In this paper we report our investigations on thiol-derivatized gold clusters (, , and AuSC4H5N2, AuMMI). We have developed a simple synthesis protocol for producing these Au-thiolate complexes by dissolving the gold thiolate into amorphous polystyrene, using a solvent-based method, and then heating the obtained blend at mild temperatures. The most significant finding is the strong fluorescence emission of the polymer-embedded thiol-derivatized clusters. These materials have been characterized by transmission electron microscopy (TEM), X-ray diffraction (XRD), and optical emission spectroscopy.
2. Experimental Section
Thiol-derivatized gold clusters were generated by thermally annealing linear or planar Au(I)-thiolate molecules in the form of both pure-phase or polymeric solutions (amorphous polystyrene), using a thermoblock apparatus [15, 16]. We report on the preparation of gold dodecyl-thiolate (i.e., AuSC12H25), gold tetradecyl-thiolate (i.e., AuSC14H29), and gold 2-mercapto-1-methyl imidazole (AuSC4H5N2). The silver terdodecyl-mercaptide (AgTDM) used as alloying metal was provided by Cabro S.p.A. and used without purification.
Gold dodecyl-thiolate was synthesized by treating an ethanol solution of gold tetrachloroauric acid (HAuCl4, Aldrich) with an ethanol solution of 1-dodecanethiol (C12H25SH, Aldrich) at room temperature. The obtained light-yellow precipitate was separated by filtration and dissolved/dispersed in a chloroform solution of amorphous polystyrene (Aldrich, gmol−1). The polymeric films were prepared by casting this solution into a Petri dish and then allowing it to dry in air at room temperature. Usually, self-standing films with thickness of ca. 100 μm were obtained. The synthesis of gold tetradecyl-thiolate was carried out by the same chemical route. Au(I)-thiolate was quite soluble in chloroform because it did not organize in layered polymeric structures like those observed in many metal thiolate compounds. This was also supported by the absence of low-angle periodicity in the thiolate XRD. A little amount of Au(I)-thiolate was placed in a glass tube and heated at 140°C by a thermoblock in order to develop good fluorescence properties.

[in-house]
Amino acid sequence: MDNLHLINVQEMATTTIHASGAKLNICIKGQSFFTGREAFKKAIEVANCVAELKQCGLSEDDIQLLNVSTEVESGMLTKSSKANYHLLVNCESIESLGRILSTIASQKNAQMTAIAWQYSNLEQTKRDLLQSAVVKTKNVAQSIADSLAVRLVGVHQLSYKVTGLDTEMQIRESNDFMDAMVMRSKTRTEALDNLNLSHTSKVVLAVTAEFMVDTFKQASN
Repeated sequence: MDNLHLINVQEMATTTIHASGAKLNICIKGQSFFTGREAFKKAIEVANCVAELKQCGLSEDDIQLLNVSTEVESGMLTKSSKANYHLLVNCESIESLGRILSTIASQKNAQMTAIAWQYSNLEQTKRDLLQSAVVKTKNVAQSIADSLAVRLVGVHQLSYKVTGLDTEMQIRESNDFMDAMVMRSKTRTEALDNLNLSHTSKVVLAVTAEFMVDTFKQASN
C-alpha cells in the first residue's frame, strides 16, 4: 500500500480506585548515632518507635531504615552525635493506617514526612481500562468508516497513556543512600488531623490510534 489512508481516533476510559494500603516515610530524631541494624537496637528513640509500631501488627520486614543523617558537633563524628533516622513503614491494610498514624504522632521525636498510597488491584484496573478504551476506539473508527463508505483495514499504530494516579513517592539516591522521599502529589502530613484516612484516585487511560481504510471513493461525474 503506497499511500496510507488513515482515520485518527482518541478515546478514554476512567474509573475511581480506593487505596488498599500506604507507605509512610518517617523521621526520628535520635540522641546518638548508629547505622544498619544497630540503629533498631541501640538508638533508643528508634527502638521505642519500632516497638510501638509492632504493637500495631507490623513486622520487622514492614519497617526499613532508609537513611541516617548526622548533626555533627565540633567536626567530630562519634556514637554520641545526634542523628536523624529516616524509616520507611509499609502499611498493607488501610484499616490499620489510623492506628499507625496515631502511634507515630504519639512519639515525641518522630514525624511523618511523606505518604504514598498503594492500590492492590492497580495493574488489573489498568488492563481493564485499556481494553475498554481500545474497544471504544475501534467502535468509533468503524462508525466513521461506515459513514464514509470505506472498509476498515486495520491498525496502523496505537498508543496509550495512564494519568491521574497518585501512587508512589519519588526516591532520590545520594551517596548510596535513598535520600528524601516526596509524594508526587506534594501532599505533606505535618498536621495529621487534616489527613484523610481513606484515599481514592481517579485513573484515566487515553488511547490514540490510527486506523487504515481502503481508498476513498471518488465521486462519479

Nontoxic, odorless, and highly soluble 2-mercapto-1-methylimidazole (C4H6N2S, Aldrich) reacted in stoichiometric amount with tetrachloroauric acid (HAuCl4, Aldrich) in acetonitrile at room temperature under magnetic stirring for 2 days according to the following reaction mechanism:
The solution appeared bloody-red colored due to the gold-imidazole complex formation and no precipitate was observed. However, after quick addition of a few drops of 1 M NH4OH solution until pH 7, under vigorous stirring, the precipitation of the white thiolate salt occurred (the ammonia removed the acid sulfhydryl proton, causing the Au(I)-thiolate formation). The as precipitated material was subjected to a qualitative fluorescence analysis by irradiation with an UV-lamp operating at of 365 nm. At the beginning, only a low intensity light-blue fluorescence was detectable. After a few hours of digestion at room temperature under stirring, the fluorescence color tuned and a significant green emission was observed. Therefore, the as precipitated thiolate slowly converts to thiol-derivatized gold clusters at room temperature under stirring. The white solid precipitate was first isolated by vacuum filtration (Whatman GF/C Filters), accurately washed with 20 mL of acetonitrile, and then dried in air at room temperature. The alloyed Au/Ag clusters were produced by mild heating of an heptane solution of AuSC14H29 and AgTDM (silver terdodecyl-mercaptide) for 1 hour at 80°C (AuSC14H29 : AgTDM = 1 : 9 by weight) in a thermostatic bath under stirring, following the same isolation/purification procedure as for the AuMMI product.